The end result is that the Bruins now are clinging to a single-point lead over the Ottawa Senators. The Sens won 5-3 against Toronto tonight, and the Ottawa hockey club still has a game in hand. The Panthers picked up a point on the Bruins and are now 4 back of Boston and 3 back of Ottawa.
I just wanted to hightlight, again, that tonight was Shawn Thornton's 600th career NHL game. Congratulations to him on that! He's also apparently the only player ever to play 600 games at both the AHL and NHL level, which sounds like a future trivia question if I've ever heard one!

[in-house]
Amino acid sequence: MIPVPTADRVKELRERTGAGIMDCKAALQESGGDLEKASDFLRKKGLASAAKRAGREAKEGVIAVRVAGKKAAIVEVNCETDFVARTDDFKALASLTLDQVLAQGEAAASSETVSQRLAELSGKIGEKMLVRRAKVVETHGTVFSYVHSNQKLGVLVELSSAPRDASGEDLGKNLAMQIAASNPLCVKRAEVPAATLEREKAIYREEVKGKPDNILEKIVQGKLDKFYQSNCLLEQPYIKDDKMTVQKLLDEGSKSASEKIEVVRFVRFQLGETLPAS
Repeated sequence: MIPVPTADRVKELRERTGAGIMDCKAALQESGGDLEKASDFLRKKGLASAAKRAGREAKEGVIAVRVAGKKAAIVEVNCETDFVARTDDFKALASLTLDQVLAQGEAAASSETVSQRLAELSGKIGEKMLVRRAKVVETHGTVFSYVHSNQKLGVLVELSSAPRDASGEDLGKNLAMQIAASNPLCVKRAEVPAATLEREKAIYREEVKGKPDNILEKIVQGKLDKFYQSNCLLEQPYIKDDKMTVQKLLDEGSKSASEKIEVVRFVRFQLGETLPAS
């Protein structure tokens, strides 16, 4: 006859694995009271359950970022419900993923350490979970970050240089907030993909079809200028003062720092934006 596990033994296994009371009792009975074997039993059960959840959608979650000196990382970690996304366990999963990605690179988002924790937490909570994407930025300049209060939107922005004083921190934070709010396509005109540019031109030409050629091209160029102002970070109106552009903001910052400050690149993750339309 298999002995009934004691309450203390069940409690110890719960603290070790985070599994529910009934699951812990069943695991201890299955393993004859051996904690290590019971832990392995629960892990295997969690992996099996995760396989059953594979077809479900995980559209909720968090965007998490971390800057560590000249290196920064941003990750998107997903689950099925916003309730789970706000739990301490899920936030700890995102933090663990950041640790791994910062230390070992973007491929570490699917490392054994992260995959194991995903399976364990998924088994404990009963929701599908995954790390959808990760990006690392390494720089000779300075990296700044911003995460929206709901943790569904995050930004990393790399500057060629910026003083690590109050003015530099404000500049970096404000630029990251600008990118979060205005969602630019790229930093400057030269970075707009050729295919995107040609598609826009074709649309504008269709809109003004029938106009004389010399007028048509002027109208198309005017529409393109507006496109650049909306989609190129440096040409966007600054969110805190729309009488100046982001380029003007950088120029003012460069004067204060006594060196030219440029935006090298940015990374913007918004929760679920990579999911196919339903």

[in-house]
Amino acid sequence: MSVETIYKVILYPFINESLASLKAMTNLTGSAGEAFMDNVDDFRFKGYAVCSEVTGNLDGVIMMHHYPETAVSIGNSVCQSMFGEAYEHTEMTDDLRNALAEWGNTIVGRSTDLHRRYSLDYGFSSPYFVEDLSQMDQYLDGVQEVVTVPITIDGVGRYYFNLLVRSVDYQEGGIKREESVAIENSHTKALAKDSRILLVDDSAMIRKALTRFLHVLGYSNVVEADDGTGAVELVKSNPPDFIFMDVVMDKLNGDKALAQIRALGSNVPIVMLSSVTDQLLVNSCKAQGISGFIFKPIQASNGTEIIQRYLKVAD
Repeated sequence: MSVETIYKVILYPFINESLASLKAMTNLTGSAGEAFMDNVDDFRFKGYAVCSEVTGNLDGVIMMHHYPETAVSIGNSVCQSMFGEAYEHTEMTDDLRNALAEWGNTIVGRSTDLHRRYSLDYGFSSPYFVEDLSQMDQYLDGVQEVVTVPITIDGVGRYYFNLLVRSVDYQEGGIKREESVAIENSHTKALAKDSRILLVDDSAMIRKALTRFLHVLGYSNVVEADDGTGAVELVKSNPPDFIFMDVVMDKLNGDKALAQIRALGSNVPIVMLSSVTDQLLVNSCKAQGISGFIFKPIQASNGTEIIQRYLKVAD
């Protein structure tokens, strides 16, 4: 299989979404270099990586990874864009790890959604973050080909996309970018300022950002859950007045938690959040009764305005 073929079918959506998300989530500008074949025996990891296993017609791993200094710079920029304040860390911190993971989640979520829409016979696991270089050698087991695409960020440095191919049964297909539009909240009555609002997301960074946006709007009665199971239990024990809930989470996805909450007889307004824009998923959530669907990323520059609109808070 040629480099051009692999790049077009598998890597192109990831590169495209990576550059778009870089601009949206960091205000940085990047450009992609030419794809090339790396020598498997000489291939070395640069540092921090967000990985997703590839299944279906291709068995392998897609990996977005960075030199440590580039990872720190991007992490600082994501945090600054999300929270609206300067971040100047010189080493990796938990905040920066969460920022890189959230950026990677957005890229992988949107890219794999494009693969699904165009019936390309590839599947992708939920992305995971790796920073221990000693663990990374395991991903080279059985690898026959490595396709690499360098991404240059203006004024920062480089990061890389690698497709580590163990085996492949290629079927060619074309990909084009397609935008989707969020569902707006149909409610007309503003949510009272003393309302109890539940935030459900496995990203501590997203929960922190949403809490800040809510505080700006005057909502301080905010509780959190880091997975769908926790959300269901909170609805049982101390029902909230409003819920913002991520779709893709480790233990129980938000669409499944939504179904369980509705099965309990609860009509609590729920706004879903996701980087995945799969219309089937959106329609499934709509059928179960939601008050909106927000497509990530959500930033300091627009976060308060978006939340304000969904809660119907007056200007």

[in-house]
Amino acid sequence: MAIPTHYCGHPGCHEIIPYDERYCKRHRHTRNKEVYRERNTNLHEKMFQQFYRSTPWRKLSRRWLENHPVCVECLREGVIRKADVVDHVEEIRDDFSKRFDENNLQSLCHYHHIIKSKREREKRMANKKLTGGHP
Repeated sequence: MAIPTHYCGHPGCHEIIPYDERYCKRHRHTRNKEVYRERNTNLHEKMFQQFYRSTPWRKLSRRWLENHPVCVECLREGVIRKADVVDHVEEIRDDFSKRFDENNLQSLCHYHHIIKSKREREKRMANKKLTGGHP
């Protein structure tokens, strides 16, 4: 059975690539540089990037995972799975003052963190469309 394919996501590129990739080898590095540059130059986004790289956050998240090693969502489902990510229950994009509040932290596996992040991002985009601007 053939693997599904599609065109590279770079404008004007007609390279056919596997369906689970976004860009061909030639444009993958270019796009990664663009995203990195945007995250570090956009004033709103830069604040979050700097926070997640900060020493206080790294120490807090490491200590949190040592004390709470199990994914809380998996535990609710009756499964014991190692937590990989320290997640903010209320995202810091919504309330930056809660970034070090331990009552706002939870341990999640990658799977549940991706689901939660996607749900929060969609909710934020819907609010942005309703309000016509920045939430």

Now possibly sans Hamilton, tomorrow is going to come awfully quickly for the B's. They play in Tampa at 5 PM, against a team that was off today. As good as the Bruins looked before that game with the Capitals, their post-season chances are falling now falling into serious jeopardy. We're now at the point where, what with another Ottawa win, Boston officially does not control its own playoff destiny.
10 games to play. Time to make 'em count.